“I have to stop here for a second.”
Andie had found the spot she was looking for. A dark little alley behind an apartment building packed with dumpsters and trashcans. She grabbed onto the little gate separating it from the sidewalk and began making clicking sounds as if calling something. Max moved back a few paces. There was some movement among the refuse and two big city rats came scurrying up to the gate. Max moved back a few more paces until he was almost off the curb.
Andie knelt down, almost eye level to the rats, and whispered something. Both rats raised up on their hinders and nodded their little rat heads to show they understood and scampered back.
“Did you just talk to some rats?” Max’s eyes were still bulging from the scene he just encountered.
“They understand English for the most part.” Andie began walking toward the brightly lit avenue.
Max remembered something he had wanted to ask, “So that thing was a mole person? Man, the city really needs to do something about them.”
“No, what attacked you was a Moledaemon. The Mole People are charged with protecting the outside world from those creatures.”
“Sorry?” Max felt the air deflate from his lungs.
“Moledaemons are . . . well, they are creatures that live under the earth. And there are a lot in New York City, because back in the 1900s, when subways were being built, the drilling released these creatures from the places where they lived.” Andie said this all very quickly without looking at Max. She paused for a moment but he didn’t respond to this pronouncement so she continued. “They can’t survive being in the light of day so they attack anyone they can and use their bodies as hosts. They can’t stay in one body too long so they jump from one person to the next, that is, until we find them.”
Andie turned to see Max’s reaction. He was even closer to Andie now.
“Don’t worry. Moledaemons haven’t been seen for a very long time. Until now, I guess. The Mole People were sent to force these creatures back underground.”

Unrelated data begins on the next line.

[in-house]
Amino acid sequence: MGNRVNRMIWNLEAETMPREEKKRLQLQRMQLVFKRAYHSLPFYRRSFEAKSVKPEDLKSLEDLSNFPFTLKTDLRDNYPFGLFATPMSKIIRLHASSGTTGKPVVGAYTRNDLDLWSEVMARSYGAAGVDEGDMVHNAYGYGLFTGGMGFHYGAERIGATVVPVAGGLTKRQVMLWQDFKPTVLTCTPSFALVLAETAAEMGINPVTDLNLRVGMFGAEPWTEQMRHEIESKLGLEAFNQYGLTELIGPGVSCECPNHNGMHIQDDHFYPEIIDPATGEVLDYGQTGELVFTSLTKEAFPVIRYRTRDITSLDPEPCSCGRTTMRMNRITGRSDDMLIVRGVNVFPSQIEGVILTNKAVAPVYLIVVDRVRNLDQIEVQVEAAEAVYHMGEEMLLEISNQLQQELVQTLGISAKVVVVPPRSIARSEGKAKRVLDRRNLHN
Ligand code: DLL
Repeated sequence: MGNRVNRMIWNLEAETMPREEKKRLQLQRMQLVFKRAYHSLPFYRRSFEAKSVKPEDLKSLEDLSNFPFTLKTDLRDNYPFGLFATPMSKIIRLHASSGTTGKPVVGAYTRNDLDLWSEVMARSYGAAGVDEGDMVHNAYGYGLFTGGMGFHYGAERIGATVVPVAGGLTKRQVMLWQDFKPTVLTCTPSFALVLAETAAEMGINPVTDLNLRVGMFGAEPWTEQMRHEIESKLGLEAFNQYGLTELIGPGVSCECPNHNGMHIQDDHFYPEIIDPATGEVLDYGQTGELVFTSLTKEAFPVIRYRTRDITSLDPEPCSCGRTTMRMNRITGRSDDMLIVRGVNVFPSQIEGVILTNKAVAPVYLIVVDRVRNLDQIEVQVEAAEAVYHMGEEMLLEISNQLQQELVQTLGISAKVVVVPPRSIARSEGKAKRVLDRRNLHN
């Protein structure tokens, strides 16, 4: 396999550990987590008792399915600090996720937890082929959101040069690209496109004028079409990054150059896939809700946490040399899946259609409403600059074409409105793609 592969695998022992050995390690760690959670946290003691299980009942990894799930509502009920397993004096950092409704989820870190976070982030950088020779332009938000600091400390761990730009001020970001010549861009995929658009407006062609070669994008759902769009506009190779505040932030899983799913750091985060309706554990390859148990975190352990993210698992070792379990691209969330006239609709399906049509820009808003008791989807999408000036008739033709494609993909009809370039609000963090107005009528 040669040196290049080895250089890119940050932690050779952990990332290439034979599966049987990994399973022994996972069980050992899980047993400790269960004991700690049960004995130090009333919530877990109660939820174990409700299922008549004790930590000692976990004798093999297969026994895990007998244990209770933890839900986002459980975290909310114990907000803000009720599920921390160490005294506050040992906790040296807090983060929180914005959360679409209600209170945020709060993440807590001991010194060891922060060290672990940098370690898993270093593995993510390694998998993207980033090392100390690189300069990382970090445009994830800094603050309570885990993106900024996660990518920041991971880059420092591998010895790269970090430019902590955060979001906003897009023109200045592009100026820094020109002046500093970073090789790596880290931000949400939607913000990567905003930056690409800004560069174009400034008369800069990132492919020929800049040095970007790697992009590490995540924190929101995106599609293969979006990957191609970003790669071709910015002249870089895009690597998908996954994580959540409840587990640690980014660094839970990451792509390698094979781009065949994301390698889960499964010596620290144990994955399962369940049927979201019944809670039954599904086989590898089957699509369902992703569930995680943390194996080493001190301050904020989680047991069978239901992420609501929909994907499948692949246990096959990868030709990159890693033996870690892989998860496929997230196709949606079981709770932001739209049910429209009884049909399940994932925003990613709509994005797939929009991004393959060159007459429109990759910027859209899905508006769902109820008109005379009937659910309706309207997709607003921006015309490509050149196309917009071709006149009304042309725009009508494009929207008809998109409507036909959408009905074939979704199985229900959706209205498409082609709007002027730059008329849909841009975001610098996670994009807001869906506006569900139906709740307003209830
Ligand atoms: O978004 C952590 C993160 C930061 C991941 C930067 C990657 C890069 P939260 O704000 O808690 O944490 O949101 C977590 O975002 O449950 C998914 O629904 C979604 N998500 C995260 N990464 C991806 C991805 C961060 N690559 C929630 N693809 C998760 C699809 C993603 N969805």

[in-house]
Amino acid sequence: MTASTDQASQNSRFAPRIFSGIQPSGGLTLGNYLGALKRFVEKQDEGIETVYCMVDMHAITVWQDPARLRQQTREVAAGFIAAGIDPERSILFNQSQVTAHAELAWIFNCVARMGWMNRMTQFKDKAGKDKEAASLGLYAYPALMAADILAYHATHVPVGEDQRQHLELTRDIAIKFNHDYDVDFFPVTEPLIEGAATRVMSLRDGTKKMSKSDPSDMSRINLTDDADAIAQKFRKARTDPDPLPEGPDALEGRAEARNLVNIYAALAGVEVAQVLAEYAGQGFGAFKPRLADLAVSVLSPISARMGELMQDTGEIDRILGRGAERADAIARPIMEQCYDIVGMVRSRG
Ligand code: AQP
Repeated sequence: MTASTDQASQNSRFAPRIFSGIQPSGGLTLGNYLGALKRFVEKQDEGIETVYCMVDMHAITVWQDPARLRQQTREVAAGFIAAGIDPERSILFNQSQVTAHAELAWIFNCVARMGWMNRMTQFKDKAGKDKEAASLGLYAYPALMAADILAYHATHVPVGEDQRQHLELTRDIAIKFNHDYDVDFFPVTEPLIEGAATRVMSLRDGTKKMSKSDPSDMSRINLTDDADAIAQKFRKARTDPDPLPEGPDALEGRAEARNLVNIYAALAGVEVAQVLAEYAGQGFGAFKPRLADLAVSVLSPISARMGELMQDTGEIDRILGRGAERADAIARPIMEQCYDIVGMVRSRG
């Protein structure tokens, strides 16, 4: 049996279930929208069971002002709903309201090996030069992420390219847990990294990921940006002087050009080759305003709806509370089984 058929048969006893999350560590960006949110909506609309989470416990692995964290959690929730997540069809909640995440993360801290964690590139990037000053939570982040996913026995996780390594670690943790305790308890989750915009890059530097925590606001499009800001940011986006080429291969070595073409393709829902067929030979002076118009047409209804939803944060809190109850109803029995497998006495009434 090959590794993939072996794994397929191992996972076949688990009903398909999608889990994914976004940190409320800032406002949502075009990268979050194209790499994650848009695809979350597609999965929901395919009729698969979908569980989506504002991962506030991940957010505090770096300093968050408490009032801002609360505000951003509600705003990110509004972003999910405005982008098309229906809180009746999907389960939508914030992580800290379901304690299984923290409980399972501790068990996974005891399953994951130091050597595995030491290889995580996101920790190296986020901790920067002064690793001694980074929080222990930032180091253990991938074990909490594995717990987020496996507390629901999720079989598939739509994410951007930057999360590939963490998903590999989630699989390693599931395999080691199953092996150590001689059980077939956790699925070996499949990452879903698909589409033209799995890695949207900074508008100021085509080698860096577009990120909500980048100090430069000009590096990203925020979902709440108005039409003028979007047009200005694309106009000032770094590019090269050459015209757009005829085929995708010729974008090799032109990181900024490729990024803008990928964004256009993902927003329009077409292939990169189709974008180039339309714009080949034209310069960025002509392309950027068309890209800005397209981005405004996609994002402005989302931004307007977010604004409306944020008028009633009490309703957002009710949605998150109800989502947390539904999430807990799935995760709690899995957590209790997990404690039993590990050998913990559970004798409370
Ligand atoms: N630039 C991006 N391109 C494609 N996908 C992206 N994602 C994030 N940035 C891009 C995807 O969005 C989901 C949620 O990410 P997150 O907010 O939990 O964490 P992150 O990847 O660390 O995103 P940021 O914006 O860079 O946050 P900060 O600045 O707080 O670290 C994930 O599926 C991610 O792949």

“Homeless people were sent to fight those things?” Max was incredulous, the more information he got, the more confused he became.
Andie rolled her eyes. “The Mole People are guardians of the underground. New York City has the largest dwelling of Mole People on account of the subway.” She noticed the blank stare she was receiving.
“Right, let’s get a cab first and I’ll explain.” They had reached the avenue and Andie put out her hand to hail a cab.
“Should you be telling me this?” Max asked.
Andie hesitated, “Probably not. But I don’t want you to be scared. There are a lot of forces out here to protect you.” Privately, she thought he wouldn’t believe her anyway. A cab came speeding down and stopped in front of them. Andie let Max get in first as she took off her backpack. He gave the cabbie his address while Andie got in and began rummaging in the pockets on the outside of the bag.
“Here,” she pulled out a small white bottle, “Put this on your wounds.” Max took the bottle out of her hands and squeezed out a clear jelly like substance. The smell was light and almost familiar, he smeared it on his face without looking. The liquid cooled his bruises.
“Is it, like, a potion?”
“It’s aloe vera.”
“Oh,” Max felt silly.
“We’re not wizards. They usually live in the outer boroughs. More space to grow keep a garden.” Andie said matter of factly.
“Of course.” Max thought it best to just agree. He checked to see if the cabbie was listening to their conversation but the driver has headphones in his ear blasting music. “Uh, so you were telling me about the Mole People . . .”
“Yes, right. They’re part of a larger network of guardians who protect this world.” Andie said
“What do you mean this world?” Max asked.
“This is one world. The world you live in here. And there’s another world right next to it. On the same plane. Just on the other side with other beings. And we guardians keep the balance between the two worlds,” Andie explained.
Max sat in stunned silence. And then he started to laugh, first just a soft chuckle, and then into full blown guffaws.
“Ok. Yeah, right. That’s just fucking ridiculous. ” He said when he caught his breathe.
Andie sighed and then smiled, “You asked.”
Max side-eyed her and then decided not to invite further conversation. They were over the bridge into Brooklyn now and close to this apartment. He had completely sobered up and was starting to became uneasy. Now she would know where he lived and she obviously was either playing him or unhinged.
They were a few blocks away from his apartment when he asked the cabbie to pull over, “You can stop here, I can walk. It turns into a one-way up ahead anyway.”
Andie didn’t say anything as the car pulled over to the curb and Max got out.
“Um, so thanks for the ride. Here.” Max poked his head back into the cab and pulled out some cash from his pocket.
“No, don’t worry about it. It’s all part of my job.” She said wryly.
Max left the money on the seat and shut the door. The taxi made a u-turn and drove away. He had walked to his apartment building when he realized he was still holding the bottle of aloe vera. He turned the bottle in his hands and then lobbed as far as he could and didn’t wait to see where it landed.
. . .